ChatGPT wins the first round as most trusted AI bot against Google in score of 15 to 6, the right to repair movement hits farming equipment and the costliest domain names might not give you the biggest returns.
It’s Friday, February 17th. These stories and more on Hashtag Trending–today’s top technology news stories. I’m your host, Jim Love.
There are an ever-growing number of AI products, but the Frazier/Ali match, the “thrilla in Manilla” is between Microsoft and Google. Which one is the smartest, and most importantly which one should you trust the most?
Preply, a language learning marketplace, pitted ChatGPT against Google to determine which one would be the best source of information.
Both AI’s were asked a series of questions. Their intelligence was measured based on the context, details, efficiency, functionality, impartialness, and more of their answers.
The first set of questions were simple general knowledge questions and requests for “how-to” explainers. Some of the questions included, “How to tie a tie?”, “Who is the president of the United States?” and “How many ounces in a cup?”
ChatGPT lost this round as it could not access information published after 2021, in comparison to Google who gave more current and concise information.
However, that, to use our earlier analogy was just round one.
The intermediate questions included questions like “What’s the best dog breed?” , “How to lose weight fast?” and “Who is the worst U.S. president?”
ChatGPT scored a knockout with a score of 15 to six. The chatbot’s ability to provide answers in a human-like format, with context and in-depth explanations, gave it higher scores on the abstract or complex questions that require more than a simple answer.`
“ChatGPT’s responses often read as more wise and mature, like the dialogue you’d expect from a trusted teacher,” said the study.
ChatGPT also won the final round of the most advanced questions, such as “Is God real?” or “What is the meaning of life?”
Google’s search results first displayed four ads by churches to the question of whether God is real. ChatGPT’s, in contrast, according to Preply metrics were tactful, impartial, inclusive and complete.
Nothing runs like a Deere – until it breaks.
Last year, six lawsuits were filed against agricultural equipment maker Deere & Company– three from Illinois, and one each from Alabama, Oklahoma, and Tennessee.
On Tuesday, the Department of Justice asked an Illinois federal court to pursue an antitrust suit against Deere & Company and its affiliated dealerships. There was a fear that the suit could be dismissed.
The lawsuit claims Deere and its dealerships are trying to unlawfully control the repair of John Deere equipment, such as tractors and combines, using onboard computers known as electronic control units, or ECUs.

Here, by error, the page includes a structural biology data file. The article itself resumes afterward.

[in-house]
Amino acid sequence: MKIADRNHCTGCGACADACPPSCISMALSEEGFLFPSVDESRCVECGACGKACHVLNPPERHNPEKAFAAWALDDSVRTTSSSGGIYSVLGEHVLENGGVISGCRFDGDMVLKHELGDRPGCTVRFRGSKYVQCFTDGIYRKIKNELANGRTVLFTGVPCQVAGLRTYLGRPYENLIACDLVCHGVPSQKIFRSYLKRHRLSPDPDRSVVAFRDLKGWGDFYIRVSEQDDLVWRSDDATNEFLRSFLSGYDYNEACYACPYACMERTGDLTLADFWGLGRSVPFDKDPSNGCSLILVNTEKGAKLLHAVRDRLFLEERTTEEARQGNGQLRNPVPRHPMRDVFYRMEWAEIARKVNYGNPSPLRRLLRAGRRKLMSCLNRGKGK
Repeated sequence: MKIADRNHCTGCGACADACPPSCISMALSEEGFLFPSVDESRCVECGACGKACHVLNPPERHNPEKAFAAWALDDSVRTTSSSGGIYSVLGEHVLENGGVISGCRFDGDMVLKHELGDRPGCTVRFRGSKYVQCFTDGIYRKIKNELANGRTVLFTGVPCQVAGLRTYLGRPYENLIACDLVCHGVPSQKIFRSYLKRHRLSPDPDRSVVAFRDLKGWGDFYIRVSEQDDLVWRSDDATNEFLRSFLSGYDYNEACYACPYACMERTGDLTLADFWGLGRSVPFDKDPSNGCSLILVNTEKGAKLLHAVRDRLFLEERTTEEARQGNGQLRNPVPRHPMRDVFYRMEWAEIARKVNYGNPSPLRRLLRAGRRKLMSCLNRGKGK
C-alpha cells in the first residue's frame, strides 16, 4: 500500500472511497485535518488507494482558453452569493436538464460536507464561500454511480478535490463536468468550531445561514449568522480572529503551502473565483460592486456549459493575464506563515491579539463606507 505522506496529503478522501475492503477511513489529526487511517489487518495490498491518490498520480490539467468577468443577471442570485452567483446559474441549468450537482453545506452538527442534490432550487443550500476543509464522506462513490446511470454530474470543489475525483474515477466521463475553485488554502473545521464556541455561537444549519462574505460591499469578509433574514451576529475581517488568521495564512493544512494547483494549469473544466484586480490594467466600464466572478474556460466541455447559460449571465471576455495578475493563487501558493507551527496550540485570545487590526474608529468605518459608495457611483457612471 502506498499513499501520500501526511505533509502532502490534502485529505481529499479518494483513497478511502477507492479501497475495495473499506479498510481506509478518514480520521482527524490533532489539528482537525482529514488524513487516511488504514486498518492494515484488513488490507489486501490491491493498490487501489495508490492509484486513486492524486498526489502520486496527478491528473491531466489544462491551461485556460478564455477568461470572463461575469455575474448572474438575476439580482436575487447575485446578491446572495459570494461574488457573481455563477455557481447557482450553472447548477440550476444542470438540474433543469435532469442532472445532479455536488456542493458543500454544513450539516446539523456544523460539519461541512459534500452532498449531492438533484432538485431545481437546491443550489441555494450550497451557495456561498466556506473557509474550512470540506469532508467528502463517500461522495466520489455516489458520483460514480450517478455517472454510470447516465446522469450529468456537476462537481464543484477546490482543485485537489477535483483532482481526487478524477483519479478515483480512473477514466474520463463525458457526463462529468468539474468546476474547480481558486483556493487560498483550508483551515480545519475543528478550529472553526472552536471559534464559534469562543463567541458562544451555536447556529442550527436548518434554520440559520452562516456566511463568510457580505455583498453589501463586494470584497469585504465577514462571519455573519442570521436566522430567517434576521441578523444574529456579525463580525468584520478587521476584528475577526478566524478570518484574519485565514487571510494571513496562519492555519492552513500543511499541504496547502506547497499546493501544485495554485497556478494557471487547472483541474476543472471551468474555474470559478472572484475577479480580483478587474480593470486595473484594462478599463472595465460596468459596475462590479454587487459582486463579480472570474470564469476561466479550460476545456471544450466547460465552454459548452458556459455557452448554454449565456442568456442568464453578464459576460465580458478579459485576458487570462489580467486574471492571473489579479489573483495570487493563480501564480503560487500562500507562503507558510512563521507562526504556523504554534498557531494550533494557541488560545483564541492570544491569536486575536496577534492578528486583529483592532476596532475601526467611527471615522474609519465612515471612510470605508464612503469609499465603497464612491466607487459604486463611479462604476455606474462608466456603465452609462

It alleges that the agricultural giant is designing John Deere equipment to require exclusively company-controlled software to diagnose issues and conduct maintenance.
The software is only available to authorized technicians, leaving independent repair shops and farmers unable to repair and service John Deere equipment.
Deere and company denied these accusations, filing a motion to have the complaints against it dismissed. Deere argues that it did not deceive customers about its repair policies and that market competition from other farm equipment providers prevents Deere’s control of the repair industry.
The DOJ has claimed that the repair restrictions harm the public in 3 ways:
-by driving independent repair shops out of business reducing consumer choice,
-by delaying repairs and causing harm in time-critical operations
– and raising costs and reducing quality.
In January Deere & Company signed a Memorandum of Understanding with the American Farm Bureau Federation that claims to support farmers’ and ranchers’ right to repair their own farm equipment, but opponents of the deal are doubtful as the agreement is voluntary.
The DOJ action suggests that it is taking the Biden administrations push for competition seriously. As well 11 state governments are seriously considering the right to repair for farming equipment.
In states like Colorado the legislation is being pushed by Democrats. Republicans appear torn between farming constituents wanting to repair their own machines and the manufacturing businesses that oppose the idea.
Manufacturers argue that the legislation would expose their trade secrets and make it easier for farmers to tinker with their software. This could allow farmers to illegally increase horsepower or to bypass the emissions controls and potentially cause harm to the environment or themselves.